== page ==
“It is with great sadness that I leave all of you at RFE/RL,” wrote Fly, who moved with his family to Prague only last summer for the job. “I had hoped to work with you much longer and to make progress on the initiatives that we’ve begun.”

The fired head of Middle East Broadcasting Networks, Alberto Miguel Fernandez, wrote in a tweet Wednesday night that he regretted his departure was so “precipitous,” and added, “Wish the incoming people at @USAGMgov well. I hope they know what they are doing.”

Libby Liu, a past president of Radio Free Asia, had given notice that she would step down in July as head of the agency’s Open Technology Fund, intended to promote Internet access around the world. Pack made her departure immediate.

The director and deputy director of Voice of America, Amanda Bennett and Sandy Sugawara, resigned over the weekend, saying Pack deserved to have his appointees leading the news service. Bennett’s parting statement noted Pack’s promise to uphold the journalistic independence of the news service and the firewall that exists to protect it from political interference.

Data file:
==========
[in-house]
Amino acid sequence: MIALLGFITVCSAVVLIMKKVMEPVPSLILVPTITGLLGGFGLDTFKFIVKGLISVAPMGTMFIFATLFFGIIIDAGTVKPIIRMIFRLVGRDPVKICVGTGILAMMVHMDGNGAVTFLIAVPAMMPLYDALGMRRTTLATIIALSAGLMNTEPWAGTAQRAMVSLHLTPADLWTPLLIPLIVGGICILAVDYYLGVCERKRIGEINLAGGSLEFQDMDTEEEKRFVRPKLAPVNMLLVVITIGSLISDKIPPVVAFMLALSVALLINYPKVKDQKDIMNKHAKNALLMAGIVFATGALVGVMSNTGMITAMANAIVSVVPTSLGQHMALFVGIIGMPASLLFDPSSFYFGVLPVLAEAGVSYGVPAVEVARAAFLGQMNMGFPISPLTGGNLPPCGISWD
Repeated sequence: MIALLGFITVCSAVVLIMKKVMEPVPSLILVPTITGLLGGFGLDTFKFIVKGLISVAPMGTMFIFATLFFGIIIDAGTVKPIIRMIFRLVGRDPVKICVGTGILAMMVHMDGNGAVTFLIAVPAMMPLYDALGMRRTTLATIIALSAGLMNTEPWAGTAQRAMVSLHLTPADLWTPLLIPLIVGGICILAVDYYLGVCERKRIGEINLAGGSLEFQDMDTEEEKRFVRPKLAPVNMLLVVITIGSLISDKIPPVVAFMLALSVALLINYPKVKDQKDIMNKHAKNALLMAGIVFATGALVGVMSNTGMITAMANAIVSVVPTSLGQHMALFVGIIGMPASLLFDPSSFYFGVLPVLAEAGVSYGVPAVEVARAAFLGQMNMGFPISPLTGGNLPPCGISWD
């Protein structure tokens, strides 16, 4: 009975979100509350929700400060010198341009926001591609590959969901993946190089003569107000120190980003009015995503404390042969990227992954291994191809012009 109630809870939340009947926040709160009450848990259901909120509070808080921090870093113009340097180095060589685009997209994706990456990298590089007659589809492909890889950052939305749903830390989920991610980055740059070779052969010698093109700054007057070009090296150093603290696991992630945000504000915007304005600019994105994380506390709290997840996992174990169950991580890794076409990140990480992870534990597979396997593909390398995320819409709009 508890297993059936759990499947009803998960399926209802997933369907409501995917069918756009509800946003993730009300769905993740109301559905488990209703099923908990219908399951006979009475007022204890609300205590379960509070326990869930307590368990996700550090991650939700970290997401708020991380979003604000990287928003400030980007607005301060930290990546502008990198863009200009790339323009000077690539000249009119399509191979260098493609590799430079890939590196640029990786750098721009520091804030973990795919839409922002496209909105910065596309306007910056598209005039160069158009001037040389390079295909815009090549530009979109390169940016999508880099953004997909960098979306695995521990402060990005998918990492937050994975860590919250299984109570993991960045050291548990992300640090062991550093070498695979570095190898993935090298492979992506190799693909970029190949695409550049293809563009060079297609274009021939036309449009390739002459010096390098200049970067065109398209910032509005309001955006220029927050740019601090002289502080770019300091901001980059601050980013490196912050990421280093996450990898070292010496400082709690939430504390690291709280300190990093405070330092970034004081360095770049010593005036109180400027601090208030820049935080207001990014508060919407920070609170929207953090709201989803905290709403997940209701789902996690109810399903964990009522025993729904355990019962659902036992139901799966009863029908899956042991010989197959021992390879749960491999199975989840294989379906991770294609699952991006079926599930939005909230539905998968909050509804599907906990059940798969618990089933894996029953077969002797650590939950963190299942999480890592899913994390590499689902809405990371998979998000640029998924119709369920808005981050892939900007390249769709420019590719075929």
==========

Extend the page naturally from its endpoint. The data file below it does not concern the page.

Their resignations nonetheless followed fast on the heels of the disclosure that another government agency sought to shut her journalists out.

Earlier this week, documents obtained by the Knight First Amendment Institute at Columbia University showed that the Centers for Disease Control had issued a ban on responding to questions from former Fox News host Greta Van Susteren, now hosting a show for VOA, or anyone else with the government-backed news service. The CDC cited a White House memo for its policy – a remarkable instance of one government agency shutting out another’s requests for public information.

Voice of America has increasingly been a target of Trump and his administration. In 2018, Bannon told the Los Angeles Times, “VOA is a rotten fish from top to bottom.” He added, It’s now totally controlled by the deep-state apparatus.”

Instead, the White House claimed in a formal statement in April that VOA had “amplified Beijing’s propaganda” by running an Associated Press article about COVID-19 policies in China.

An agency born in conflict

The service, created during World War II to provide reliable news and information about the war to people in countries under German occupation, has served as a form of “soft diplomacy.” It is intended to project American values abroad through a reliable news service in multiple languages as an example of the nation’s commitment to political pluralism and freedom of the press.

Over the decades, the U.S. government’s international broadcasters have at times been political footballs, pushed this way or that to emphasize certain regions or policy imperatives by various administrations.